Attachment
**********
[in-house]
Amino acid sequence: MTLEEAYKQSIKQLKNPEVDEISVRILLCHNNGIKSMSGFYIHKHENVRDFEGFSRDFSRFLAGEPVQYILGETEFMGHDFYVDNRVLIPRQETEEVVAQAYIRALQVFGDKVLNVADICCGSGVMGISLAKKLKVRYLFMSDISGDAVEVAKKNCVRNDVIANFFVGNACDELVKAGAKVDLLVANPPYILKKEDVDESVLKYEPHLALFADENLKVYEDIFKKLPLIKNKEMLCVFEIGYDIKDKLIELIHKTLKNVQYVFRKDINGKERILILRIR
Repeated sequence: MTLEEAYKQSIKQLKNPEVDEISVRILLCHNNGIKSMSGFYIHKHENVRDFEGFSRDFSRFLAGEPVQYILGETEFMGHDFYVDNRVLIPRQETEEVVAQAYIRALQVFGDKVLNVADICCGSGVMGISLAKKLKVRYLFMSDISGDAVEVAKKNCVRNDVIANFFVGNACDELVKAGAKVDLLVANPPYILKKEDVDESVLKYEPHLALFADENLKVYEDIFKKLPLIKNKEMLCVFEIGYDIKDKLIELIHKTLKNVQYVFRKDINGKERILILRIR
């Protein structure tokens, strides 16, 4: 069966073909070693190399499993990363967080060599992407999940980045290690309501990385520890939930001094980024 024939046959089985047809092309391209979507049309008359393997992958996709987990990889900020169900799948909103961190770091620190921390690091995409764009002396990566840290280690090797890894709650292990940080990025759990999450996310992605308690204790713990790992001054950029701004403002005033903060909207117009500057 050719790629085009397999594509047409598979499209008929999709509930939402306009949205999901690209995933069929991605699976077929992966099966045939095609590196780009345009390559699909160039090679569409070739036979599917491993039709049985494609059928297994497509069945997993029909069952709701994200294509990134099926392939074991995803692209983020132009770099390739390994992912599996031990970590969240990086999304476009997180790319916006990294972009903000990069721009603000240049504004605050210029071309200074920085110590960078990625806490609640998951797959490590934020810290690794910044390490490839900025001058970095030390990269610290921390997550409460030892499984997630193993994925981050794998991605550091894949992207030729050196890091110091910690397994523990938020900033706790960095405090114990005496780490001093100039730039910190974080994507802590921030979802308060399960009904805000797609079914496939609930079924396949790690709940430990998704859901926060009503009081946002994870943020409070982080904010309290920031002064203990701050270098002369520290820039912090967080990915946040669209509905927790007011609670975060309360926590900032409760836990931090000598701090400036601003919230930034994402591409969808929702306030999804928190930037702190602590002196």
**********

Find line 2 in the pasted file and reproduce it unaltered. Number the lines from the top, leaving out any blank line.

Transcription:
Amino acid sequence: MTLEEAYKQSIKQLKNPEVDEISVRILLCHNNGIKSMSGFYIHKHENVRDFEGFSRDFSRFLAGEPVQYILGETEFMGHDFYVDNRVLIPRQETEEVVAQAYIRALQVFGDKVLNVADICCGSGVMGISLAKKLKVRYLFMSDISGDAVEVAKKNCVRNDVIANFFVGNACDELVKAGAKVDLLVANPPYILKKEDVDESVLKYEPHLALFADENLKVYEDIFKKLPLIKNKEMLCVFEIGYDIKDKLIELIHKTLKNVQYVFRKDINGKERILILRIR